By this time, the Allied naval forces in the area were aware of the raid and were in a position to block the Austro-Hungarian retreat. Rear Admiral Alfredo Acton, the commanding officer of the Italian Scouting Division, ordered Mirabello's group southward at 0435, while he embarked on the British light cruiser HMS Dartmouth. By 0645, the cruisers Dartmouth and Bristol, along with the Italian destroyers Mosto, Pilo, Schiaffino, Acerbi, and Aquila,were sailing north in an attempt to cut off the Austro-Hungarian cruisers. The Italian light cruiser Marsala, the flotilla leader Racchia, and the destroyers Insidioso, Indomito, and Impavido were readying to sail in support as well. The Mirabello group engaged the Austro-Hungarian cruisers at 0700, but were heavily outgunned and instead attempted to shadow the fleeing cruisers. At 0745, Rear Admiral Acton's ships encountered the destroyers Csepel and Balaton. After 20 minutes, the Italian destroyers were able to close the distance to the Austro-Hungarian ships. The two groups engaged in a short artillery duel before a shot from Csepel struck Aquila and disabled the ship's boilers. By this time, the Austro-Hungarian destroyers were under the cover of the coastal batteries at Durazzo and were able to make good their escape. At 0900, Bristol's lookouts spotted the smoke from the Austro-Hungarian cruisers to the south of her position. The Allied ships turned to engage the Austro-Hungarian ships. The British ships had both a superiority in numbers and in firepower. Dartmouth was armed with eight 6 inch guns and Bristol had two 6 inch and ten 4 inch, compared to the nine 3.9 inch guns on each of the Austro-Hungarian ships. Unfortunately for the Allies, their numerical superiority was quickly lost, as their destroyers were either occupied with mechanical problems, or protecting those destroyers suffering from breakdowns. The support forces of both sides—the Sankt Georg group for the Austro-Hungarians, and the Marsala group for the Allies—were quickly dispatched to the battle. Dartmouth, faster than Bristol, closed to effective engagement range with the Austro-Hungarian ships and opened fire. A shell from Dartmouth struck Novara, at which point the Austro-Hungarian ships laid a smoke screen in order to close the distance. Dartmouth was struck several times and by 1100, Acton ordered the ship to reduce speed to allow Bristol to catch up. Novara was hit several more times and her main feed pumps and starboard auxiliary steam pipe had been damaged, which caused the ship to begin losing speed. At 1105, Acton turned away in an attempt to separate Saida from Novara and Helgoland. At this point, Sankt Georg was approaching the scene, which prompted Acton to temporarily withdraw to consolidate his forces. This break in the action was enough time for the Austro-Hungarians to save the crippled Novara. Saida took the ship under tow while Helgoland covered them. Unaware that Novara had been disabled, and fearing that his ships would be drawn too close to the Austrian naval base at Cattaro, Acton broke off the pursuit. The destroyer Acerbi misread the signal, and attempted to launch a torpedo attack, but was driven off by the combined fire of the Novara, Saida, and Helgoland. At 1205, Acton realized the dire situation Novara was in, but by this time, the Sankt Georg group was too close. The Sankt Georg group rendezvoused with Novara, Saida, and Helgoland, and Csepel and Balaton reached the scene as well. The entire group returned to Cattaro together. At 1330, the submarine UC-25 torpedoed Dartmouth, causing serious damage. The escorting destroyers forced UC-25 from the area, but Dartmouth had to be abandoned for a period of time, before it could be towed back to port. The French destroyer Boutefeu attempted to pursue the German submarine, but struck a mine laid by UC-25 that morning and sank rapidly.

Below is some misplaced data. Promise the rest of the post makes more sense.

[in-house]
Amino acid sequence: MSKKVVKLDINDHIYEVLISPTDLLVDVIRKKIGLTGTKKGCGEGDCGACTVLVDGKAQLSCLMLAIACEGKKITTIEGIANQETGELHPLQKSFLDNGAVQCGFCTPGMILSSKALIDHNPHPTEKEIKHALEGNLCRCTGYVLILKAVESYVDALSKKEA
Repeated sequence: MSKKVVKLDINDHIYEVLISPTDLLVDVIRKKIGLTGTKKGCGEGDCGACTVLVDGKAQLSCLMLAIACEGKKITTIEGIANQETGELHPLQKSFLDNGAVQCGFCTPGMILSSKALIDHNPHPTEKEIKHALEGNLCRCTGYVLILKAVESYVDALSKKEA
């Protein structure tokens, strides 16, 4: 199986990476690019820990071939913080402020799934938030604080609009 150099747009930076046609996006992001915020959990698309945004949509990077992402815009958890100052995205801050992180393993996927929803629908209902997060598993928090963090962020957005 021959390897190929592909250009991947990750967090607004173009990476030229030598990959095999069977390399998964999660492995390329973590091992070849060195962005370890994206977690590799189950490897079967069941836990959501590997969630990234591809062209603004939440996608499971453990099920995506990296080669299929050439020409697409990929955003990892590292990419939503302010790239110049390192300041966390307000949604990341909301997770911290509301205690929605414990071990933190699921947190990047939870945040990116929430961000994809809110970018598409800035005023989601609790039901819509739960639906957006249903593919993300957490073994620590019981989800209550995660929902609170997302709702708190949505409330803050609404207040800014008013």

As a result of the raid, it was decided by the British naval command that unless sufficient destroyers were available to protect the barrage, the drifters would have to be withdrawn at night. The drifters would only be operating for less than twelve hours a day and would have to leave their positions by 1500 every day. Despite the damage received by the Austro-Hungarian cruisers during the pursuit by Dartmouth and Bristol, the Austro-Hungarian forces inflicted more serious casualties on the Allied blockade. In addition to the sunk and damaged drifters, the cruiser Dartmouth was nearly sunk by the German submarine UC-25, the French destroyer Boutefeu was mined and sunk, and a munitions convoy to Valona was interdicted. However, in a strategic sense, the battle had little impact on the war. The barrage was never particularly effective at preventing the U-boat operations of Germany and Austria-Hungary in the first place. The drifters could cover approximately 5 miles apiece of the 40 miles wide Strait, only slightly more than ˝ of which was covered. The raid risked some of the most advanced units of the Austro-Hungarian fleet on an operation that offered minimal strategic returnsJohn Doran